In addition, the more widespread use of RWE can make our medical product development process more efficient and help lower the cost of development. More importantly, it can help make sure doctors and patients are better informed about the clinical use of new products, enabling them to make more effective, efficient medical choices. This will ultimately help us achieve better outcomes, and safer and more efficient use of expensive technology. Going forward, we’re pursuing ways to better incorporate information from electronic health records (EHRs) into pre- and post-market surveillance. Sentinel largely relies on data from insurance claims. Data from EHRs can provide additional, important insights. We’re also developing knowledge management systems and seeking to better leverage artificial intelligence to advance natural language processing in the evaluation of information from claims data and EHRs. The FDA has sought new funding to advance these initiatives in the next year.
We’re also announcing new steps that we’re taking to make Sentinel more robust.
The Sentinel System is now a core feature of FDA’s post-market safety surveillance armamentarium and a vital test bed for advanced technologies and approaches. Yet, recognizing that the evolution of science can happen quickly and knowing the FDA must be able to keep pace with a changing drug development and safety ecosystem, we’re today, putting forward our new five-year strategy.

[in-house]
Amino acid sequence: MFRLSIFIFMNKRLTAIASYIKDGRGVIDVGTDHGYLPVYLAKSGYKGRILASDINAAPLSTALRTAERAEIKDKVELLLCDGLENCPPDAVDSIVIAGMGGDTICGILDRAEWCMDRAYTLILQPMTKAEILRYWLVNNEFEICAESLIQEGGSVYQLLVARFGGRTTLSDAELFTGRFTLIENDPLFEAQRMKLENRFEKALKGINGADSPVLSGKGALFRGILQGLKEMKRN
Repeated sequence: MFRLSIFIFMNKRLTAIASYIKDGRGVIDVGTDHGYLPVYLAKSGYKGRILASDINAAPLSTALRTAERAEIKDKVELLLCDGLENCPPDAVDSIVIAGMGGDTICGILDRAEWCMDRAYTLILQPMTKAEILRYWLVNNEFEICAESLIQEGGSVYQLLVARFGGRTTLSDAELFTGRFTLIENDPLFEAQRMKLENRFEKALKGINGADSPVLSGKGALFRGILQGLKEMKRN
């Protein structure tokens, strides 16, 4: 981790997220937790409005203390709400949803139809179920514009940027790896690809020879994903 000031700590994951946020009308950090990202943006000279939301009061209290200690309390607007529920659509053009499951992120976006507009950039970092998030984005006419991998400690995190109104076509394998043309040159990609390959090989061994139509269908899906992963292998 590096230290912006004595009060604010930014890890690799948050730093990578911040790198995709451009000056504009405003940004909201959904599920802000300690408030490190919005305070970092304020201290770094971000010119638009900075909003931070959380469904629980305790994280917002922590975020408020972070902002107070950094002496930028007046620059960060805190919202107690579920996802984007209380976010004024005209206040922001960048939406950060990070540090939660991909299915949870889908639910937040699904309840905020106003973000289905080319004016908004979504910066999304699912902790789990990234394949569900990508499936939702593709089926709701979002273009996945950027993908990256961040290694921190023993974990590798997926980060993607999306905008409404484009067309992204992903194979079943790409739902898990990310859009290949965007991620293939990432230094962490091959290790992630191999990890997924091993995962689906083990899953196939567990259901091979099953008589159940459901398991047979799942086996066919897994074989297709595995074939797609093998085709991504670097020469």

This strategy envisions a more robust Sentinel System which operates as a transformative national resource. The data and scientific resources will function as a multi-purpose center for evidence generation with the potential to be used by more stakeholders and inform all aspects of healthcare decision-making. To achieve this, by 2023, FDA has identified the following five strategic goals.
- Enhance and expand the Sentinel System’s foundation, including data, infrastructure, operations and technology;
- Augment Sentinel’s safety analysis capabilities using advances in data science and signal detection;
- Use the Sentinel System to accelerate access to and broaden the use of real world data for real world evidence;
- Broaden the Sentinel System’s ecosystem of stakeholders to pursue the vision of a national resource; and
- Disseminate knowledge and advance regulatory science to encourage innovation and meet the agency’s scientific needs.
Our plan outlines how the Sentinel System and FDA-Catalyst, as part of the broader agency-wide Sentinel Initiative, can continue to grow and achieve this ambitious vision. The cumulative impact of all five aims of this new plan will be substantial. It will allow stakeholders to continually discover new approaches to growing the Sentinel System’s capabilities for the next five years and beyond.
We’ll be discussing our vision of the plan with interested stakeholders at a workshop on April 3-5, 2019. We encourage all interested parties to read the plan and attend the meeting. Securing product safety remains a top priority at the FDA. This 5-year plan is a key ingredient for future success. We look forward to collaborating with our stakeholders and partners to make this vision a reality.
Scott Gottlieb, M.D., is Commissioner of the U.S. Food and Drug Administration
Gerald Dal Pan, M.D., MHS, is the FDA’s Director of Office of Surveillance and Epidemiology in the Center for Drug Evaluation and Research